Research of humpback whale song expert Adam Pack featured in virtual screening of documentary, to be followed by live Q&A, Nov. 18

Adam Pack is conducting research on the leeward side of Maui, inside the Hawaiian Islands Humpback Whale National Marine Sanctuary, to collect data on whale song to determine if there is a correlation between the quality of the song and the fitness of an individual whale.

Adam Pack underwater with camera and whales.
Adam Pack photographs whales. Courtesy photo.
Adam Pack with snorkel and mask.
Adam Pack

A professor of psychology at the University of Hawai‘i at Hilo who specializes in marine mammal behavior will be featured in an upcoming episode of the series Changing Seas on public television.

South Florida PBS and the Hawaiian Islands Humpback Whale National Marine Sanctuary will present a free virtual screening of “Mystery of the Humpback Whale Song” on Wednesday, Nov. 18, 2020, at 3:00 p.m. EST. Registration is required.

After the screening, guests can participate in an online discussion with experts Adam A. Pack with UH Hilo and Marc Lammers with the Hawaiian Islands Humpback Whale National Marine Sanctuary.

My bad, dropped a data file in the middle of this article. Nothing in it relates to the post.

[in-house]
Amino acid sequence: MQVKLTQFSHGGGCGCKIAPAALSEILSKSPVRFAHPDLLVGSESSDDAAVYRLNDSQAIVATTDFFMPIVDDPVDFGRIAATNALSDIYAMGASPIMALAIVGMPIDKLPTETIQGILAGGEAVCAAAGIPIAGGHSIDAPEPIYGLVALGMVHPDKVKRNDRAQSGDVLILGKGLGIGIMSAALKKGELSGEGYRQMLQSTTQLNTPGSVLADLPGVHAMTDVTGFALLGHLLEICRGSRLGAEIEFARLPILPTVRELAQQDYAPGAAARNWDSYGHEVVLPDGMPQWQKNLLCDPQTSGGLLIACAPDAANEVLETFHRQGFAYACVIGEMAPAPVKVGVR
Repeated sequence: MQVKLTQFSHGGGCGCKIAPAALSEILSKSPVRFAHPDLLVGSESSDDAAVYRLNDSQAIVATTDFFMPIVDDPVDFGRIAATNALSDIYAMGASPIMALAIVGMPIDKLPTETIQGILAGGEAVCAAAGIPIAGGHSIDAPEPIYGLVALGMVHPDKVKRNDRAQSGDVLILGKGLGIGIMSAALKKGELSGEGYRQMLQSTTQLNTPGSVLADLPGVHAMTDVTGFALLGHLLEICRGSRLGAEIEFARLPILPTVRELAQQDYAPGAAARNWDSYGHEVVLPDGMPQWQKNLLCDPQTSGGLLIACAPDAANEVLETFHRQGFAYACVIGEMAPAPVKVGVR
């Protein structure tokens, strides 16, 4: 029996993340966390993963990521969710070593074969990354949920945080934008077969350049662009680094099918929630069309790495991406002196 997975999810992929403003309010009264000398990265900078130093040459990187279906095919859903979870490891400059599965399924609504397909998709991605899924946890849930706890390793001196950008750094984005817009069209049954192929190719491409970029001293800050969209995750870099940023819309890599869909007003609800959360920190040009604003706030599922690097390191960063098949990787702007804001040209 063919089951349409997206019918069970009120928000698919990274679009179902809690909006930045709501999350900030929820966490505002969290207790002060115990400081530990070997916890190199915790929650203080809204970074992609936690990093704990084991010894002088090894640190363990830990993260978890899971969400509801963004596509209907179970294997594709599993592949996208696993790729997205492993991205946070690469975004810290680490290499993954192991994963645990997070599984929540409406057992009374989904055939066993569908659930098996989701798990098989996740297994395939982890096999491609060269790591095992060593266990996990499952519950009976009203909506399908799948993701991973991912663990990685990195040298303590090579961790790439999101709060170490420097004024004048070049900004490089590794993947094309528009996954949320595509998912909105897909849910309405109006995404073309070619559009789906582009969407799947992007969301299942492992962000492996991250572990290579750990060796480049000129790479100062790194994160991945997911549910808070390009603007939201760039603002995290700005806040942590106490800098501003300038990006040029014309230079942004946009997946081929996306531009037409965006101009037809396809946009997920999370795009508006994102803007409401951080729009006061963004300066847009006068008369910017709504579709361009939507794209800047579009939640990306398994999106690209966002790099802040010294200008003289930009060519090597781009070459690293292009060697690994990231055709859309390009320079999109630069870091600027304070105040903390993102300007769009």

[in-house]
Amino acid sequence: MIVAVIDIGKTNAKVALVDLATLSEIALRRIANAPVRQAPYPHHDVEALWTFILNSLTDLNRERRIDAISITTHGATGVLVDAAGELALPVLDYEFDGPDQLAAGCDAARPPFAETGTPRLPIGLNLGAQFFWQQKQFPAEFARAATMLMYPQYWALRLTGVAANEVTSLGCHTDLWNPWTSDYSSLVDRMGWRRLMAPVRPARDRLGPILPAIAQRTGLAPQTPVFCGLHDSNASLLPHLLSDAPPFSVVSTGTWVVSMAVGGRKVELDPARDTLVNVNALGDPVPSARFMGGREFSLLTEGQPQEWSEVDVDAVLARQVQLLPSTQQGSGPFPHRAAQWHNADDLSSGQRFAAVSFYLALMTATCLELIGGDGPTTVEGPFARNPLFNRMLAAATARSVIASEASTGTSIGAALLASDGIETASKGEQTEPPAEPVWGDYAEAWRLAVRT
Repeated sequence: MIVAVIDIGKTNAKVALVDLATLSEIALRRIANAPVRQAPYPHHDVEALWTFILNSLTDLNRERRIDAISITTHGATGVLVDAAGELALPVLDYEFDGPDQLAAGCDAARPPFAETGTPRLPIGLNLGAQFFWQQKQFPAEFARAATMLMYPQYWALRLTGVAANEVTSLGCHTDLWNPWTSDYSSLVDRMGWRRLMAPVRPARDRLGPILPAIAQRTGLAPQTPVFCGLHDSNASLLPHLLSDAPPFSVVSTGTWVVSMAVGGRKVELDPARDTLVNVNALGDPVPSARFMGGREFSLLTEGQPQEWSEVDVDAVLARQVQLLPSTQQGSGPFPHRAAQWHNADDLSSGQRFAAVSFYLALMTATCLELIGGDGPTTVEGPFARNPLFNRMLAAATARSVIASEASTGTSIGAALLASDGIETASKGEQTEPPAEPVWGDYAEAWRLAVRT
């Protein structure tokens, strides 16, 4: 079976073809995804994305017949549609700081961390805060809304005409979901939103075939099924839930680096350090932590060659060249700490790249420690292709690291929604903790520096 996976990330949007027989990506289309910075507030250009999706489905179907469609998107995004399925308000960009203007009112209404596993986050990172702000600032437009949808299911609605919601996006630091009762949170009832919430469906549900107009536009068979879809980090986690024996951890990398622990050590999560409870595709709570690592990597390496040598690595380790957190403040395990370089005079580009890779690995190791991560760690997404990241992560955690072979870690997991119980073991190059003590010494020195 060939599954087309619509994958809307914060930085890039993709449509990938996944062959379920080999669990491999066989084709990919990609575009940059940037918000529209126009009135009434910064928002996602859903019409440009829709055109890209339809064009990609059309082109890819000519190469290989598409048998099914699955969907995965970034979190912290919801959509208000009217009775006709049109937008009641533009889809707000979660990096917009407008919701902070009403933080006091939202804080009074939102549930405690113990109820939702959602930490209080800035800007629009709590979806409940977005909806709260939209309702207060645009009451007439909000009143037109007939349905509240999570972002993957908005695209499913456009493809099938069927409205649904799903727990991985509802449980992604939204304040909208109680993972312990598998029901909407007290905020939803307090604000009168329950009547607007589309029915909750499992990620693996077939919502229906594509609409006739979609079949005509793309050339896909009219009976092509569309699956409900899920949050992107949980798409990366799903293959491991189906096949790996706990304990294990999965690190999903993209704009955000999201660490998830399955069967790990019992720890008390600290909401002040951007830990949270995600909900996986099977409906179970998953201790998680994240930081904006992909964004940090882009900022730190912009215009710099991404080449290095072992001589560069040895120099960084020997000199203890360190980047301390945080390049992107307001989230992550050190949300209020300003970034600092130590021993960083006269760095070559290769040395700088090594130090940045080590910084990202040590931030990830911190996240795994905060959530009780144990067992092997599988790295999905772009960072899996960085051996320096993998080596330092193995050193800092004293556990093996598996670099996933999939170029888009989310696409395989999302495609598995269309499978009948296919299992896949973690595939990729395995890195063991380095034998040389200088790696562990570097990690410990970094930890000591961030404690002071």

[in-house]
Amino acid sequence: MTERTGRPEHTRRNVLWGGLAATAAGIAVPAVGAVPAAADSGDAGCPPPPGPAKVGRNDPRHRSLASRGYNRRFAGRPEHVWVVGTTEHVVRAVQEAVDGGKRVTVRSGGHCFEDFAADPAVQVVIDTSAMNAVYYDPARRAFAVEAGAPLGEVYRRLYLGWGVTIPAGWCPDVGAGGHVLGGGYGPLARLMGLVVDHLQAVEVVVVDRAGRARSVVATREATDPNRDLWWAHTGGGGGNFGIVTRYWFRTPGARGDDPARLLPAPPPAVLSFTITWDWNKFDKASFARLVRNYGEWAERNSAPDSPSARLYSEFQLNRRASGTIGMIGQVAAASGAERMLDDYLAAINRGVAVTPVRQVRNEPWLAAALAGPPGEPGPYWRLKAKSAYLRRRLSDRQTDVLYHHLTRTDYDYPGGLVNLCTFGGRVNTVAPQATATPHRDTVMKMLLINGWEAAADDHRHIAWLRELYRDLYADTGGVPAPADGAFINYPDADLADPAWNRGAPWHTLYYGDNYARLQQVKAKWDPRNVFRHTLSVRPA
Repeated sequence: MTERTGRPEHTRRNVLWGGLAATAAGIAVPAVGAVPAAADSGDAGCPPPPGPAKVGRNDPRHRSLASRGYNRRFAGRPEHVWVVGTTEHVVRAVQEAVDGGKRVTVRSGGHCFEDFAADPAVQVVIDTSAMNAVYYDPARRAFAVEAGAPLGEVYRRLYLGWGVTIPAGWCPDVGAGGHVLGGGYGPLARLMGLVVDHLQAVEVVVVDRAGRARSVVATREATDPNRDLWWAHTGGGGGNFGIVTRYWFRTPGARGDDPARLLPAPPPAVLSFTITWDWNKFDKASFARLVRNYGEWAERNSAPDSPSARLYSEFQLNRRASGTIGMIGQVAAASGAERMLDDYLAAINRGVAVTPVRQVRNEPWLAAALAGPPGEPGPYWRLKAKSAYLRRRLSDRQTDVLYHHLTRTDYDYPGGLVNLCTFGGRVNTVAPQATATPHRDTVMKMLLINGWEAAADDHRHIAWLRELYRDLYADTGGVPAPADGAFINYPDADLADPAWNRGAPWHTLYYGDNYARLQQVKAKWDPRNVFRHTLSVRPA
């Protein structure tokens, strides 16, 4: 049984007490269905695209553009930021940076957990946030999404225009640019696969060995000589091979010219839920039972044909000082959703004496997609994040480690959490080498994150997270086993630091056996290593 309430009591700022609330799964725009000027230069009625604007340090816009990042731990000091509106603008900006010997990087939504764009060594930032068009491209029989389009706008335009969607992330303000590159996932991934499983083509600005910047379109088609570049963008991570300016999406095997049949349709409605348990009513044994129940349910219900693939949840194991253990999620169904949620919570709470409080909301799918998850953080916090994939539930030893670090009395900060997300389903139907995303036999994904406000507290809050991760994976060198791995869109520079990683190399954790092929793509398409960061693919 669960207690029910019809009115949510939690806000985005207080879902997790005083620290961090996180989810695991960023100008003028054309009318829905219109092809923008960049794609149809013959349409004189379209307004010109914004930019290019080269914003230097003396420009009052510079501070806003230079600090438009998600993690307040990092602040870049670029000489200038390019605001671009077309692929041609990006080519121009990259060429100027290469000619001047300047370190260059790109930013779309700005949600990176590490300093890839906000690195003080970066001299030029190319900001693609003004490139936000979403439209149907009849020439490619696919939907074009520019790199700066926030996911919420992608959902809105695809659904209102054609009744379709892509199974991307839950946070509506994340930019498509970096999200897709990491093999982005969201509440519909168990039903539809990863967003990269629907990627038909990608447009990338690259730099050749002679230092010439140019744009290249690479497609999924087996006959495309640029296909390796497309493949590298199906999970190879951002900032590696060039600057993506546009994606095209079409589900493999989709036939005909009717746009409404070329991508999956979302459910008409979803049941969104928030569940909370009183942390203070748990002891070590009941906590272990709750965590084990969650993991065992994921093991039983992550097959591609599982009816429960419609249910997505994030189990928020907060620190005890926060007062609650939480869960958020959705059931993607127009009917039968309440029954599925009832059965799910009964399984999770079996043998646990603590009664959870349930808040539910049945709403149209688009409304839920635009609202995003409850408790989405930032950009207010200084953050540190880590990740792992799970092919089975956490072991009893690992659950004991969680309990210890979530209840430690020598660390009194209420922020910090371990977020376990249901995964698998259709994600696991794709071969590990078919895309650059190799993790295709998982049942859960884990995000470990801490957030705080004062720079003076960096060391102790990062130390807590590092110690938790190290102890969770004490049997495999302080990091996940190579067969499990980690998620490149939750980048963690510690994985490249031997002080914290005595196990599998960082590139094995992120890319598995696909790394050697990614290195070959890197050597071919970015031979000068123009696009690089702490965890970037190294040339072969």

“The film features the research Marc and I have been conducting over several years to investigate male humpback whale song in Maui waters,” says Prof. Pack.

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Episode description

Each year, approximately half of the North Pacific humpback whale population migrates roughly three thousand miles from its feeding grounds in Southeastern Alaska to its breeding grounds in Hawaiʻi. While there, the male humpbacks perform their elaborate and haunting song. But what does it mean? And what is the purpose of this beautiful display?

To find out, scientists are conducting research on the leeward side of Maui, inside the Hawaiian Islands Humpback Whale National Marine Sanctuary. They collect data on the amplitude of an individual’s song, as well as his size and testosterone levels, to determine if there is a correlation between the quality of the song and the fitness of an individual whale. The scientists are also deploying acoustic suction cup tags on humpback whales to learn how the animals spend their time throughout the day.